Detailed review by jessieleo
Whenever we visited Scarborough as children we always visited Scarborough Castle. As a child it involved a very tiring walk, for myself and my brother, to reach the Castle and usually left us quiet and peaceful for our parents the rest of the day.
Scarborough is essentially a traditonal, well almost, sea-side resort on the East Coast of Yorkshire. Although it has obviously had some changes over the years it still remains very much as it was, when I used to visit as a child, some 40 odd years ago.
There are many attractions in Scarborough and the Castle is one of them. The last time we visited the Castle I thought 'I know I am getting old' as the walk felt as tiring as when I was a child. You can reach the Castle by a few different routes. There is a drive at the end of a road which leads you to the impressive, stone, large Gatehouse of the Castle and cuts down on most of the uphill walking. However, hard as the walking is, that is part of the fun of the place. You can either start at the bottom of the winding path, which leads you up-hill to the castle, or climb the stone steps, between some houses arriving half-way up this path. As you walk up the slope you have the deep, now grassy, moat on one side and beautiful views over the red rooftops at the other side looking towards Scarborugh and it's harbour. The moat used to have some childrens swings in it at one point and I presume it still has.
Ideally you want to visit Scarborough Castle when it is a really sunny day but not too warm. Too hot and the walk can be sticky plus there is little shade when you reach the Castle at the top.Too cold and you can feel very wind blown in the open area of the Castle.
You can do the walk without paying to enter the Castle. However if you have not visited before this would be a shame. You pass through an entrance, the Gatehouse, to the Castle and its Ruins. As I have already said, it can either be very hot up here or more than likely a little cold.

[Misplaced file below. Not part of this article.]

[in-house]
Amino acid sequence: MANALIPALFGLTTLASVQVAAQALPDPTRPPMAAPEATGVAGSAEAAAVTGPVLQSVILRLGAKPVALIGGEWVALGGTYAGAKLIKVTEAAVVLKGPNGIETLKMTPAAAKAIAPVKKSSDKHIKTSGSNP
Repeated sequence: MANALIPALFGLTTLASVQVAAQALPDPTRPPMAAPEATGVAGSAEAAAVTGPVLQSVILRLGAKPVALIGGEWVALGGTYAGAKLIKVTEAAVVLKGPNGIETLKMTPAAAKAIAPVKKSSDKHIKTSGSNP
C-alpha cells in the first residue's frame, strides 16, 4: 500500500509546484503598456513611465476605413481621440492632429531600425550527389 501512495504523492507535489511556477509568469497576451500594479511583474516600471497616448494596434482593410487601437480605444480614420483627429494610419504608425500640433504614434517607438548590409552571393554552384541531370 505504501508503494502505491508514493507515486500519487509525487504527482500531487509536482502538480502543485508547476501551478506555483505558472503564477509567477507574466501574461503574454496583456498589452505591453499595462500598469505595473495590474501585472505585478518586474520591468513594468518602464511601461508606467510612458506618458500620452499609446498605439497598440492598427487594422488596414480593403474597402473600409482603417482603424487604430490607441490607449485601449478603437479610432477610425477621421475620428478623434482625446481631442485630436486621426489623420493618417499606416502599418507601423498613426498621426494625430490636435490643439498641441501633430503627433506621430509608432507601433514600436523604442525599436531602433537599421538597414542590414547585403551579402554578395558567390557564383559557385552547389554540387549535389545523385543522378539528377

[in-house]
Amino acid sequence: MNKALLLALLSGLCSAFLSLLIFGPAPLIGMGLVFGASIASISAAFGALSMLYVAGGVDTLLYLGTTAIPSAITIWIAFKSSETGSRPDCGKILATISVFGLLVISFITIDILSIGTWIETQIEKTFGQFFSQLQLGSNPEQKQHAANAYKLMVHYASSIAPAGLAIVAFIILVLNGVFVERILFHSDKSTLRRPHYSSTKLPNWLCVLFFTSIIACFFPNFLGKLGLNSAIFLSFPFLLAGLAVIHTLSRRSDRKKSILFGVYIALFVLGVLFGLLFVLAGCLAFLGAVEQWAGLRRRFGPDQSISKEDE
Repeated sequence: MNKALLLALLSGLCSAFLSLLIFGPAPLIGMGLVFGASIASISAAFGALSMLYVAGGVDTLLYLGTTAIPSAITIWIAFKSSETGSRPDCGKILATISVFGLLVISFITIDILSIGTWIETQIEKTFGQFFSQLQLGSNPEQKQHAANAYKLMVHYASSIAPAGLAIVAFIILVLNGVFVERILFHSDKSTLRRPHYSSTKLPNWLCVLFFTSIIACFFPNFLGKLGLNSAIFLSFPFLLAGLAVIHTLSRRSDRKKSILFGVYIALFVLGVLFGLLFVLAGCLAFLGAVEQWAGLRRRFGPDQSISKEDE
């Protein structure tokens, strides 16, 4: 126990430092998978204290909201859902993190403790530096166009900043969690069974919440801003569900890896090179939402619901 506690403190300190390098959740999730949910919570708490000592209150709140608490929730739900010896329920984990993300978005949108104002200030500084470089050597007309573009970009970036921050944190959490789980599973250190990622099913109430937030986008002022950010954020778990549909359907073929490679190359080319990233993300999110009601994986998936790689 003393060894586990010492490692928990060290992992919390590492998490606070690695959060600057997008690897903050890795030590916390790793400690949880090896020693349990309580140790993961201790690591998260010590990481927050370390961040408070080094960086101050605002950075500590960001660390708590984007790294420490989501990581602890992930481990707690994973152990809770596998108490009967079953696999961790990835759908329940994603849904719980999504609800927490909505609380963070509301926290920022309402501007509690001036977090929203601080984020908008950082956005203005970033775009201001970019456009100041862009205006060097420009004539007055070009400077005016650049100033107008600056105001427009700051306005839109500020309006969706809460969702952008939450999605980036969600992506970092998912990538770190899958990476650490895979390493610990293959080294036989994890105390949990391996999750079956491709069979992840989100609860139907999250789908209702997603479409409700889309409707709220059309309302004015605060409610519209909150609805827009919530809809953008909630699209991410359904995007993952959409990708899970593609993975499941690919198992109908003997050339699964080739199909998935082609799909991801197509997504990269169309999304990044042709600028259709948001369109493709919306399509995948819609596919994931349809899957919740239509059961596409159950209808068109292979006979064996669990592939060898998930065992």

Looking through the narrow window slits that the Archers would use in years gone by the views and scenery is magnificent. The battlements are still impressive and help to give a good feel for the place. You can almost imagine what it must have been like back then. This Castle was used 2,500 years ago to defend the headland on which it is built. It is situated 300 foot above the sea and offers views to the North and the South. This headland now separates what is the North Beach from the South Beach and, as such it is easy to locate for a visit, once in Scarborough.. However back then, of course, it would just be a Castle on the headland looking over and protecting the two bays.
Having been attacked over many years by peoples such as the Roman armies, the Vikings, the Kings of the middle ages, being beseiged in the English Civil War and even more recently being bombarded by the German Navy in World War One, it is little wonder that most of Scarborough Castle is in ruins. However much of the wall is in tact, there is a Well, Henry the second's 13th century Keep, a Gunner's house and the impressive Gatehouse. Near to the Gunner's house there are a few picnic tables. Throughout the grassy area there are information boards and remnants of a bygone age. Evidence of the iron age was discovered on this site but a Castle, as such , was not built until the 1130's. This building was added to over the the years to come.
Usually when we visit we leave the Castle through the other entrance which leads down to the South Bay. This Bay has Peasholm Park and nearby is the Sea Life Centre. The South Beach area is less commercialised than the North. Of course you could always visit the opposite way around starting from the South Bay. Either way though Scarborough Castle is an uphill walk.
Admission to the Castle is usually quite reasonable, although obviously it depends how many are visiting. It is an interesting sight with much for children to see and read about. Simply as a pleasant area with views over Scarborough, it's two bays and over to Oliver's Mount, it is a good day out.